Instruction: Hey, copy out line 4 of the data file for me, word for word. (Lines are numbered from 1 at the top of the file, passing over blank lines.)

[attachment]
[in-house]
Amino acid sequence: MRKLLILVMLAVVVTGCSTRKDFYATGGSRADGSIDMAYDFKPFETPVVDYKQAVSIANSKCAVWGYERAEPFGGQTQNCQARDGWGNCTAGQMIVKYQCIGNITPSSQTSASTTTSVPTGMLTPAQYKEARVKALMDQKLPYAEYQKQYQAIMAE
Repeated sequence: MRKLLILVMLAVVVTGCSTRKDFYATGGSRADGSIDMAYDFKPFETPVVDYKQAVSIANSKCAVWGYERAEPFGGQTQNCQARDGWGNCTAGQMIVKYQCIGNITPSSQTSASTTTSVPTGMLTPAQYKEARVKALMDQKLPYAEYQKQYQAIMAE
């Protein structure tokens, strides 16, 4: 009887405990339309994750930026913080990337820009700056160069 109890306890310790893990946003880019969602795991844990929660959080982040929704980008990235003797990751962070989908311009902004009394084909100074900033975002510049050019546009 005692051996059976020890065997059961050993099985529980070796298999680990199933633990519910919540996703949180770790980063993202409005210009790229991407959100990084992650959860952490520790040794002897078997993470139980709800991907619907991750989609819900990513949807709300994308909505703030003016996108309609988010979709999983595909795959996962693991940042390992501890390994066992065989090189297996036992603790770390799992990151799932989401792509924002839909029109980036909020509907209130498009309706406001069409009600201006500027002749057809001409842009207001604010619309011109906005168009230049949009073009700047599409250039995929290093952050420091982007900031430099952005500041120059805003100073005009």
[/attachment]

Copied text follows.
């Protein structure tokens, strides 16, 4: 009887405990339309994750930026913080990337820009700056160069 109890306890310790893990946003880019969602795991844990929660959080982040929704980008990235003797990751962070989908311009902004009394084909100074900033975002510049050019546009 005692051996059976020890065997059961050993099985529980070796298999680990199933633990519910919540996703949180770790980063993202409005210009790229991407959100990084992650959860952490520790040794002897078997993470139980709800991907619907991750989609819900990513949807709300994308909505703030003016996108309609988010979709999983595909795959996962693991940042390992501890390994066992065989090189297996036992603790770390799992990151799932989401792509924002839909029109980036909020509907209130498009309706406001069409009600201006500027002749057809001409842009207001604010619309011109906005168009230049949009073009700047599409250039995929290093952050420091982007900031430099952005500041120059805003100073005009």